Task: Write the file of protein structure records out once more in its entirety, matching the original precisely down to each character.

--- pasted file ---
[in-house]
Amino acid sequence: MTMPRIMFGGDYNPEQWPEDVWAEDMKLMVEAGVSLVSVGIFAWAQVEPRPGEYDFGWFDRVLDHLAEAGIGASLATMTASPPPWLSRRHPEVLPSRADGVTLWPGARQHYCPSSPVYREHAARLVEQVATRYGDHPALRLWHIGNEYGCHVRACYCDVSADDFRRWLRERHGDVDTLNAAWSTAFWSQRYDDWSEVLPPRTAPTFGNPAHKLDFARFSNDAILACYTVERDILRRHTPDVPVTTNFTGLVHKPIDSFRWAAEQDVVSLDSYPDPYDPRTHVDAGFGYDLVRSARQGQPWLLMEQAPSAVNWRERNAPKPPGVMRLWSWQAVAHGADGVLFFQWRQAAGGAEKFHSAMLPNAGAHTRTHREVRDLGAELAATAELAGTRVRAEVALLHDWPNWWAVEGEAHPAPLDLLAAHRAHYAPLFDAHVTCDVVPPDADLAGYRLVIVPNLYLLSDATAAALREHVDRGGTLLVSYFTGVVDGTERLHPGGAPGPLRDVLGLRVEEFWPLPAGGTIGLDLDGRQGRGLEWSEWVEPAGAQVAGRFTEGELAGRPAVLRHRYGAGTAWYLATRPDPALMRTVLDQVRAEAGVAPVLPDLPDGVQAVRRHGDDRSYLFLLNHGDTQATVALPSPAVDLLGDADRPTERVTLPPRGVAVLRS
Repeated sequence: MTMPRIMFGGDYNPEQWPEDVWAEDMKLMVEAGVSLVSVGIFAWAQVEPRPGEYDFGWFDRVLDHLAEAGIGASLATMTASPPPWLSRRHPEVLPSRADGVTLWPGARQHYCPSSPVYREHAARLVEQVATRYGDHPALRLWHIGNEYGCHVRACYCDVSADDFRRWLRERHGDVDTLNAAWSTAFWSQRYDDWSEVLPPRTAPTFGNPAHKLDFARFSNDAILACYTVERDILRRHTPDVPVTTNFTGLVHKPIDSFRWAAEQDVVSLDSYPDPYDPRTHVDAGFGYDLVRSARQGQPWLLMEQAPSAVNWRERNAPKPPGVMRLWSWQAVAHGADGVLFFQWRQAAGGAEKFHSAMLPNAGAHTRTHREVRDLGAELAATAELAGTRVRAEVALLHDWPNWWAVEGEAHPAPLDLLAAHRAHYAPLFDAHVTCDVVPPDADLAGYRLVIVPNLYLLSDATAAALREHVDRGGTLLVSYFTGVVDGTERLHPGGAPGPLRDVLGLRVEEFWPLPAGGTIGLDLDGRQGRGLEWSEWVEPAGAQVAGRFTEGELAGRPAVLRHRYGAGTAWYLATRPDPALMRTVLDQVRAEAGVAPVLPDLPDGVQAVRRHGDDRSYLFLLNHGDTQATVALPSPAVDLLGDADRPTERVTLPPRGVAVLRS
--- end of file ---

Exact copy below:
[in-house]
Amino acid sequence: MTMPRIMFGGDYNPEQWPEDVWAEDMKLMVEAGVSLVSVGIFAWAQVEPRPGEYDFGWFDRVLDHLAEAGIGASLATMTASPPPWLSRRHPEVLPSRADGVTLWPGARQHYCPSSPVYREHAARLVEQVATRYGDHPALRLWHIGNEYGCHVRACYCDVSADDFRRWLRERHGDVDTLNAAWSTAFWSQRYDDWSEVLPPRTAPTFGNPAHKLDFARFSNDAILACYTVERDILRRHTPDVPVTTNFTGLVHKPIDSFRWAAEQDVVSLDSYPDPYDPRTHVDAGFGYDLVRSARQGQPWLLMEQAPSAVNWRERNAPKPPGVMRLWSWQAVAHGADGVLFFQWRQAAGGAEKFHSAMLPNAGAHTRTHREVRDLGAELAATAELAGTRVRAEVALLHDWPNWWAVEGEAHPAPLDLLAAHRAHYAPLFDAHVTCDVVPPDADLAGYRLVIVPNLYLLSDATAAALREHVDRGGTLLVSYFTGVVDGTERLHPGGAPGPLRDVLGLRVEEFWPLPAGGTIGLDLDGRQGRGLEWSEWVEPAGAQVAGRFTEGELAGRPAVLRHRYGAGTAWYLATRPDPALMRTVLDQVRAEAGVAPVLPDLPDGVQAVRRHGDDRSYLFLLNHGDTQATVALPSPAVDLLGDADRPTERVTLPPRGVAVLRS
Repeated sequence: MTMPRIMFGGDYNPEQWPEDVWAEDMKLMVEAGVSLVSVGIFAWAQVEPRPGEYDFGWFDRVLDHLAEAGIGASLATMTASPPPWLSRRHPEVLPSRADGVTLWPGARQHYCPSSPVYREHAARLVEQVATRYGDHPALRLWHIGNEYGCHVRACYCDVSADDFRRWLRERHGDVDTLNAAWSTAFWSQRYDDWSEVLPPRTAPTFGNPAHKLDFARFSNDAILACYTVERDILRRHTPDVPVTTNFTGLVHKPIDSFRWAAEQDVVSLDSYPDPYDPRTHVDAGFGYDLVRSARQGQPWLLMEQAPSAVNWRERNAPKPPGVMRLWSWQAVAHGADGVLFFQWRQAAGGAEKFHSAMLPNAGAHTRTHREVRDLGAELAATAELAGTRVRAEVALLHDWPNWWAVEGEAHPAPLDLLAAHRAHYAPLFDAHVTCDVVPPDADLAGYRLVIVPNLYLLSDATAAALREHVDRGGTLLVSYFTGVVDGTERLHPGGAPGPLRDVLGLRVEEFWPLPAGGTIGLDLDGRQGRGLEWSEWVEPAGAQVAGRFTEGELAGRPAVLRHRYGAGTAWYLATRPDPALMRTVLDQVRAEAGVAPVLPDLPDGVQAVRRHGDDRSYLFLLNHGDTQATVALPSPAVDLLGDADRPTERVTLPPRGVAVLRS